Enquiremanchester’s Weblog

The Manchester Museum is the lead museum in the North West Manchester cluster in a national project about art and learning for engage called ‘enquire’

How we see objects March 10, 2009

St Peter’s RC High School students came to the museum and chose objects to draw without looking at the labels, then they drew broken objects, and finally they tried to make sense of a bunch of items from the ethonography collections.  What was artist Paul Needham thinking when he asked them to do this?!  And what did the students get out of it?

The idea behind all this was that Paul thinks there’s more than one way to look at an object, from making a lassoo carved from wood to an ‘impossible’ elastic band formed around a fixed rail.

St Peter’s threw themselves into the challenge of deciphering the museum objects, coming up with a whole host of ideas for their possible uses and histories as well as agreeing with some of the labels given to them by the museum!

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Research reports August 19, 2008

Exploring the museum
Exploring the museum

For each of two years of action research we produced a research report.  These reports are currently being edited and published by enquire as part of the national enquire findings.

As a preview to the published report I just wanted to highlight some of the things that stood out during the research.

The research had an emphasis on collaboration and reflection within a tripartite framework of museum, school and artist. The underlying objective was to evidence how museums, schools and artists could best work together with contemporary art to create benefits for learning.

Year one (working with a researcher from The University of Manchester, Erinma Ochu):  what we learned

  • projects need time to plan, reflect, evaluate and learn from the processes
  • the roles of partners need to be clearly identified from the beginning so people know what they are responsible for and who they can go to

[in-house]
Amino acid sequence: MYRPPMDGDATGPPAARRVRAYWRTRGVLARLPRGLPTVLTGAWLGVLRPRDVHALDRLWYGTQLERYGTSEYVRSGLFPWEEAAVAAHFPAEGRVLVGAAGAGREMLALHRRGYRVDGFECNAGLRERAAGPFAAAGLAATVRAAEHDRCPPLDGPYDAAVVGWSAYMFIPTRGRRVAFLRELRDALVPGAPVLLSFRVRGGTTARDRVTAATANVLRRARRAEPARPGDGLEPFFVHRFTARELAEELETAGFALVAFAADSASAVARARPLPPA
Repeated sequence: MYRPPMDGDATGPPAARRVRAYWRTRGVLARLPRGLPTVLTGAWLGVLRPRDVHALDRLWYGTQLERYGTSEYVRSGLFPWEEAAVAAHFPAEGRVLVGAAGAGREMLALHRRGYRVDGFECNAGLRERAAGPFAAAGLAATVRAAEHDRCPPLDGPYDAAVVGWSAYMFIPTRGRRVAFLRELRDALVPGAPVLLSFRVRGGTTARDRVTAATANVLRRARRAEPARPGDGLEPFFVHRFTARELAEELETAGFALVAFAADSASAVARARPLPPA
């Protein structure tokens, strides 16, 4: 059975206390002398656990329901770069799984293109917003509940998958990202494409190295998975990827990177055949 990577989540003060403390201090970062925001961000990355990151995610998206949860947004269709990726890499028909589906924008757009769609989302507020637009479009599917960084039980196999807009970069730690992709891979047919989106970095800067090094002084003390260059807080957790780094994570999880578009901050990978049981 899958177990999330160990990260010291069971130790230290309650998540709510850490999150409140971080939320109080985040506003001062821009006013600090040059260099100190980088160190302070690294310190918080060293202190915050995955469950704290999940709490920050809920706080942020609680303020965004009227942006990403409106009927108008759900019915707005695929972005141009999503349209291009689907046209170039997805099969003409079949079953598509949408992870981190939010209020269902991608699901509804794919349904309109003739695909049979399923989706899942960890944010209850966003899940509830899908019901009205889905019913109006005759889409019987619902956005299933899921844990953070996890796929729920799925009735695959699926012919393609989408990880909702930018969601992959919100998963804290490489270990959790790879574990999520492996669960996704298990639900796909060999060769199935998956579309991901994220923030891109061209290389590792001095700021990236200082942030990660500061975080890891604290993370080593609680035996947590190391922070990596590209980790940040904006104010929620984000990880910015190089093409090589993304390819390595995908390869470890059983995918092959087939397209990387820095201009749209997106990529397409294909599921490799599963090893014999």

• teachers, artists and museum educators should learn together from the beginning in the form of a collaborative exploration – its easy to over or underestimate how much each other knows

Year two (working with researchers Liz Jones, Christina Macrae and Rachel Holmes of Manchester Metropolitan’s Education and Social Research Institute:  what we learned

  • the artists’ pedagogical style placed an emphasis on the young people being co-learners
  • artists and curators provided a conduit between the students and the museum, and, in so doing, breached some of the barriers that prevent certain sectors of society from accessing such institutions
  • all the young people who participated regarded accessing the museums and galleries as a positive experience
Exploring Clifton Marina

Exploring Clifton Marina

Other elements which added to the ‘positive experience’ for young people were:

•    opportunities to browse and wander in an environment that was relaxed and not overtly rule- bound;
•    creation of opportunities for the young people to pursue aspects of their personal agenda, and thus give them some empowerment over their own learning;
•    sensitivity on the part of museum staff and the artists, so that the students were not rushed but allowed to take their time when looking and handling objects,
•    provision of diverse experiences that incorporated active participation – and favoured learning in kinaesthetic and tactile modalities.

So now we’re looking forward to another year where we can develop these ideas into more work and look more closely at how we can promote an environment where they can happen.